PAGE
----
Now...what I would recommend is looking at either your local community rec classes and see if they have a quilting class OR if you have a Senior Center (I guess this is more prominent in smaller towns where the Senior Citizens can all go down and have a social time), I know Senior Centers all around here who have a specific time where they'll just gather together and either quilt a communal quilt or do their own quilt piecing. They can be crotchety, but really willing to help you learn if you find the right person and they usually have tons of experience with piecing tops, then quilting them. And you get to hear lots of hilarious stories of when they were young and the antics they would get into if you can get them going. Hilarious!

  • GretchenGretchen Administrator Posts: 8,429Administrators, Moderators Administrator
    Y'all are so talented!

    Gretchen
    NaturallyCurly.com co-founder
    3A

    You are beautiful!
  • Myradella3Myradella3 Posts: 2,481Registered Users
    I quilt. I don't make large bed quilts. I do wall hangings and baby quilts. I piece by machine and usually quilt by machine but I have hand tied some.

    A couple of websites:
    Quilting - Quilt Patterns - Learn How to Make Quilts

    The Quilter's Cache - Marcia Hohn's free quilt patterns!

    If your town has a store just for quilt fabric, check there for a guild which is a group of quilters many of whom will be happy to help you learn.

    Good luck
  • SystemSystem Posts: 39,059 Administrator
    I will have to dig out my son's old baby blanket. It was the first quilt I ever made.
  • SunshineGrrlSunshineGrrl Posts: 3,823Registered Users
    Oh, I was going to paste a picture of what kind of quilt I should be getting soon, but found this website and think it might be fun for you to look around in and maybe learn something! Just glancing at it made quilting make a lot more sense to me! And I've been watching quilting (well piecing and the actual quilting) since I was small enough to run under the old fashioned quilting frames...you know, the 1x4 boards propped up on the corner with pedestals quilting frames. They took up the whole room! Ooohhhh, that link was even a quilter's message board! Score!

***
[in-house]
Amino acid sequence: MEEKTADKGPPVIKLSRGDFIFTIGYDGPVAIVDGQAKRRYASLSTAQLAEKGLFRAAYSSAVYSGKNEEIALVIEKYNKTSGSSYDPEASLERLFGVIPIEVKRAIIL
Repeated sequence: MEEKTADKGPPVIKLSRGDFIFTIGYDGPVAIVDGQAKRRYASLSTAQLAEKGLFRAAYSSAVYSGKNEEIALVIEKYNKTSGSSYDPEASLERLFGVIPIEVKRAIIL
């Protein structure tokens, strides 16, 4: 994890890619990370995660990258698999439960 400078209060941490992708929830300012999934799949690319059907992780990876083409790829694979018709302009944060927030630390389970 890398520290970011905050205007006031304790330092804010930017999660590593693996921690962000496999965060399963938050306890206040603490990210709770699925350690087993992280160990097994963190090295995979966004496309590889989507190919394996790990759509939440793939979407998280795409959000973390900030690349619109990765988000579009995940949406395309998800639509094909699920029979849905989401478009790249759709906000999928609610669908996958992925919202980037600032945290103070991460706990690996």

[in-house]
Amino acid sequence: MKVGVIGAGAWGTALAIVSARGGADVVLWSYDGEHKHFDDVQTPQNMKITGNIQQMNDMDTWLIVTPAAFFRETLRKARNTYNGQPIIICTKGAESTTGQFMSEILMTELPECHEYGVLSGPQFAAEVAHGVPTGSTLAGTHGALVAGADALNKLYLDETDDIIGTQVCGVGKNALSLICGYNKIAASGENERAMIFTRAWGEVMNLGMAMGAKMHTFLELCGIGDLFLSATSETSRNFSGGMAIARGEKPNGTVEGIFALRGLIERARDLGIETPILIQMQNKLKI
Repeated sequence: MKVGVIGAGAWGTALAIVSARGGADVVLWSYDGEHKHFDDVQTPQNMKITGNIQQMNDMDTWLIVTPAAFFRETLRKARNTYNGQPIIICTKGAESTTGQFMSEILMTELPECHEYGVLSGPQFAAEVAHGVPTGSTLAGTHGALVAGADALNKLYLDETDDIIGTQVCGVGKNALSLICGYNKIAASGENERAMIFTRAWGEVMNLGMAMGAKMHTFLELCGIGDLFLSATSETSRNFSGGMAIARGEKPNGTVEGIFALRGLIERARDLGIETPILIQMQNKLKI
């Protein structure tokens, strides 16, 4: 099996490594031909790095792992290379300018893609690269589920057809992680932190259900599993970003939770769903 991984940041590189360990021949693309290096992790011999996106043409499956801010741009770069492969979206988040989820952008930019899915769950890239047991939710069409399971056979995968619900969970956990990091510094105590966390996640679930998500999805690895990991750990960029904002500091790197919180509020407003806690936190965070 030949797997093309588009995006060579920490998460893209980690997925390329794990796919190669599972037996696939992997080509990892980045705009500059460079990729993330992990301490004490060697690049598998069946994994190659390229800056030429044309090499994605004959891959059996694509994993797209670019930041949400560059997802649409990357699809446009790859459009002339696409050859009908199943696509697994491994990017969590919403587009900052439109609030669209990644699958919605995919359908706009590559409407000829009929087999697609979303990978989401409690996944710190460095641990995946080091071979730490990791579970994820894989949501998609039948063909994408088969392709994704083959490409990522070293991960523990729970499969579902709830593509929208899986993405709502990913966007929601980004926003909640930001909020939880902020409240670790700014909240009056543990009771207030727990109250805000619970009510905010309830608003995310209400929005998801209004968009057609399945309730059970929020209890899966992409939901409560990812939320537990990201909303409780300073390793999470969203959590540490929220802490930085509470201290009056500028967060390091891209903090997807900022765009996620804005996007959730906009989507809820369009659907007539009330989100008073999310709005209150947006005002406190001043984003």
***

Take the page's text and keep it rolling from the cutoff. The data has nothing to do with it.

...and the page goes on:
Here are some more pictures of the old quilting frames, though one looks like they're just tying off the quilt judging by the skein of yarn in the middle of the quilt.
    4727571810_f8164d49b2_z.jpg

    And...

    4230861571_c02fbbe74a.jpg

    This is ultimately what I asked for Christmas last year. This year, I might Actually see it. It's not exactly like this picture, because my mom has broken it up into a kind of patchwork quilt by breaking up the strips with a slightly different color. It's made with Minky and will be reversible! One side has the strips going one way, the other side has them going the other. I'm so stoked to finally get it!

    Cuddle-Q-Kozy-Bright-Quilt.jpg

  • sariroosariroo Posts: 1,958Registered Users
    Cute pictures! We totally had quilts with tied yarn when we were kids. I still have the patchwork one my mom made me when I was a baby. It is falling apart but I still love it. I think for my great grandma, grandma and my mom who made them that way, it was out of convenience and cost because the blankets weren't hobbies like quilting is for me. Those blankets were needed and there was only so much time to work on them with all of the other things that needed to be done around the house. And yarn-tying was quick, worked great and lasted a long time. Much faster than sewing all over a blanket by hand.
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  • Fifi.GFifi.G Posts: 15,490Registered Users